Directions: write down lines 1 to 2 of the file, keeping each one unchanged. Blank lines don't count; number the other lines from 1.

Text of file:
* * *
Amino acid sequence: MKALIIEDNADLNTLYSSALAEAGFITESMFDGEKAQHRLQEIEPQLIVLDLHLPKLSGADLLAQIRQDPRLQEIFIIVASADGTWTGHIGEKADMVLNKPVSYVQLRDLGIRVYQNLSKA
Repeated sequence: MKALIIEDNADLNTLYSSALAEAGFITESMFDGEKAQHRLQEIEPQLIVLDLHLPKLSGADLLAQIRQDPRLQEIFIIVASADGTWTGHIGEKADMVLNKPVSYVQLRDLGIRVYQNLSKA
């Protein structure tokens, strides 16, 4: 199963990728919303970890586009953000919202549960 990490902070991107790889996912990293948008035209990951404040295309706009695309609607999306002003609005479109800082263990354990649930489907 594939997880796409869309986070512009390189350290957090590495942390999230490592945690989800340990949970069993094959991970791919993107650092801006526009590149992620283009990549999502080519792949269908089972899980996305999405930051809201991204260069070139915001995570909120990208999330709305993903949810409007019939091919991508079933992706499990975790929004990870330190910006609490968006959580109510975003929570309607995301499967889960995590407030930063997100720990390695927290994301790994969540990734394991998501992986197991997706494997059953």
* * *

Amino acid sequence: MKALIIEDNADLNTLYSSALAEAGFITESMFDGEKAQHRLQEIEPQLIVLDLHLPKLSGADLLAQIRQDPRLQEIFIIVASADGTWTGHIGEKADMVLNKPVSYVQLRDLGIRVYQNLSKA
Repeated sequence: MKALIIEDNADLNTLYSSALAEAGFITESMFDGEKAQHRLQEIEPQLIVLDLHLPKLSGADLLAQIRQDPRLQEIFIIVASADGTWTGHIGEKADMVLNKPVSYVQLRDLGIRVYQNLSKA